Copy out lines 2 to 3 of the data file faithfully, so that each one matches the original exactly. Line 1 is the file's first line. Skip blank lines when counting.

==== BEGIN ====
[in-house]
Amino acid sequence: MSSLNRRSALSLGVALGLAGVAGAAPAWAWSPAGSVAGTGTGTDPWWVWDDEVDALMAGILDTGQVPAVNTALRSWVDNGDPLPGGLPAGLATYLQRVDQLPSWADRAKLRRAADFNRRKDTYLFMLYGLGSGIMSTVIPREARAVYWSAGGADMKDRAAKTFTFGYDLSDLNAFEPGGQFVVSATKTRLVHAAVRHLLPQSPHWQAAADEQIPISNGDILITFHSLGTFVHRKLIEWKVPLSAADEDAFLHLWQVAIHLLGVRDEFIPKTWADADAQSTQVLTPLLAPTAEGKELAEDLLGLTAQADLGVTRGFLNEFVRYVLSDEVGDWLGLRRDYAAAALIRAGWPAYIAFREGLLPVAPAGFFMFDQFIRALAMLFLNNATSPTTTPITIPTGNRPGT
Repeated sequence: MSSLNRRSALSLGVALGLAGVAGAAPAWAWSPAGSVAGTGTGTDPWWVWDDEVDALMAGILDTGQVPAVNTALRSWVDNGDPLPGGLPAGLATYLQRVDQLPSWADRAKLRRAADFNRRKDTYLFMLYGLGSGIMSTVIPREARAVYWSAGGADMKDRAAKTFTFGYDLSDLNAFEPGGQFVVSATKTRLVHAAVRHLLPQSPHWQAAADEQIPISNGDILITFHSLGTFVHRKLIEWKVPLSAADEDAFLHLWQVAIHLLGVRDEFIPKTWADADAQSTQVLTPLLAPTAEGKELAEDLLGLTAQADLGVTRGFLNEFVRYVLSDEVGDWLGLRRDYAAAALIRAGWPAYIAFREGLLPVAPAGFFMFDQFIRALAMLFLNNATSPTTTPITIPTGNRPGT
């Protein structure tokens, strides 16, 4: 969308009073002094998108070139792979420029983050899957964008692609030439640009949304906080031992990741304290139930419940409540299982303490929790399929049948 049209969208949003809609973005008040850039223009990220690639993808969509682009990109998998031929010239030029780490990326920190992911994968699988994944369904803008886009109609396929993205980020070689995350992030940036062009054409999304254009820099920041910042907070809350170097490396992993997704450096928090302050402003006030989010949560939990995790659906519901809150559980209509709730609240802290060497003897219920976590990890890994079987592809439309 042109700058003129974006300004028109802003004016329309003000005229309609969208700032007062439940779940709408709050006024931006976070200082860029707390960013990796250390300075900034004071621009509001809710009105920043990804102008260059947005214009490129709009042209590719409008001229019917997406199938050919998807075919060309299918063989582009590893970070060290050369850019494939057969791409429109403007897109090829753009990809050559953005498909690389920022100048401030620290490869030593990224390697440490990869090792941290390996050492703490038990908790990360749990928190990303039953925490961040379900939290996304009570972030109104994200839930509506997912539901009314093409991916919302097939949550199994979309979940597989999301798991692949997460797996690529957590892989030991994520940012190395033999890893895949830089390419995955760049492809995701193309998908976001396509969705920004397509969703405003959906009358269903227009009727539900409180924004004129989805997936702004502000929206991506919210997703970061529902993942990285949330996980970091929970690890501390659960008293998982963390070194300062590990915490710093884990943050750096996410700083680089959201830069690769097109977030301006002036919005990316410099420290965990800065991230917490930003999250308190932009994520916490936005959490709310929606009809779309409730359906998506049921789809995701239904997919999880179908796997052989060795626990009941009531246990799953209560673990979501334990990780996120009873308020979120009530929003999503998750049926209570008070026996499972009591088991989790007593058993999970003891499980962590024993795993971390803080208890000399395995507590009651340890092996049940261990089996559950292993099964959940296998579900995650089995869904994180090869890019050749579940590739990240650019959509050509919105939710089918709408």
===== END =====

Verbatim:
Amino acid sequence: MSSLNRRSALSLGVALGLAGVAGAAPAWAWSPAGSVAGTGTGTDPWWVWDDEVDALMAGILDTGQVPAVNTALRSWVDNGDPLPGGLPAGLATYLQRVDQLPSWADRAKLRRAADFNRRKDTYLFMLYGLGSGIMSTVIPREARAVYWSAGGADMKDRAAKTFTFGYDLSDLNAFEPGGQFVVSATKTRLVHAAVRHLLPQSPHWQAAADEQIPISNGDILITFHSLGTFVHRKLIEWKVPLSAADEDAFLHLWQVAIHLLGVRDEFIPKTWADADAQSTQVLTPLLAPTAEGKELAEDLLGLTAQADLGVTRGFLNEFVRYVLSDEVGDWLGLRRDYAAAALIRAGWPAYIAFREGLLPVAPAGFFMFDQFIRALAMLFLNNATSPTTTPITIPTGNRPGT
Repeated sequence: MSSLNRRSALSLGVALGLAGVAGAAPAWAWSPAGSVAGTGTGTDPWWVWDDEVDALMAGILDTGQVPAVNTALRSWVDNGDPLPGGLPAGLATYLQRVDQLPSWADRAKLRRAADFNRRKDTYLFMLYGLGSGIMSTVIPREARAVYWSAGGADMKDRAAKTFTFGYDLSDLNAFEPGGQFVVSATKTRLVHAAVRHLLPQSPHWQAAADEQIPISNGDILITFHSLGTFVHRKLIEWKVPLSAADEDAFLHLWQVAIHLLGVRDEFIPKTWADADAQSTQVLTPLLAPTAEGKELAEDLLGLTAQADLGVTRGFLNEFVRYVLSDEVGDWLGLRRDYAAAALIRAGWPAYIAFREGLLPVAPAGFFMFDQFIRALAMLFLNNATSPTTTPITIPTGNRPGT